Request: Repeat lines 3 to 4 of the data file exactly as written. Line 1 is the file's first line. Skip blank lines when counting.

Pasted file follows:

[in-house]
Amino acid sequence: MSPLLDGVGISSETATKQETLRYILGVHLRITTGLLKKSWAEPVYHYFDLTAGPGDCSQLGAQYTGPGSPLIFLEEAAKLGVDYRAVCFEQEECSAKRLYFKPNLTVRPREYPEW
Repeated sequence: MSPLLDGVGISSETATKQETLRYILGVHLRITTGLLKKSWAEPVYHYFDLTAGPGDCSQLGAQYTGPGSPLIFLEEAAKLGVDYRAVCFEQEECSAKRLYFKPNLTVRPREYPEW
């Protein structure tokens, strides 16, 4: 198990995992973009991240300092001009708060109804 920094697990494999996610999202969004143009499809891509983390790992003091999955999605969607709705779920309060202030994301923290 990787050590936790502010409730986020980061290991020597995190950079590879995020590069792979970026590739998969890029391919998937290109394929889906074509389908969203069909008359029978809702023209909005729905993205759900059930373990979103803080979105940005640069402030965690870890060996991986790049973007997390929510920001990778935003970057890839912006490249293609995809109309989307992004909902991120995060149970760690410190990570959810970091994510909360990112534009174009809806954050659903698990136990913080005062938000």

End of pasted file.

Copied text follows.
Repeated sequence: MSPLLDGVGISSETATKQETLRYILGVHLRITTGLLKKSWAEPVYHYFDLTAGPGDCSQLGAQYTGPGSPLIFLEEAAKLGVDYRAVCFEQEECSAKRLYFKPNLTVRPREYPEW
């Protein structure tokens, strides 16, 4: 198990995992973009991240300092001009708060109804 920094697990494999996610999202969004143009499809891509983390790992003091999955999605969607709705779920309060202030994301923290 990787050590936790502010409730986020980061290991020597995190950079590879995020590069792979970026590739998969890029391919998937290109394929889906074509389908969203069909008359029978809702023209909005729905993205759900059930373990979103803080979105940005640069402030965690870890060996991986790049973007997390929510920001990778935003970057890839912006490249293609995809109309989307992004909902991120995060149970760690410190990570959810970091994510909360990112534009174009809806954050659903698990136990913080005062938000």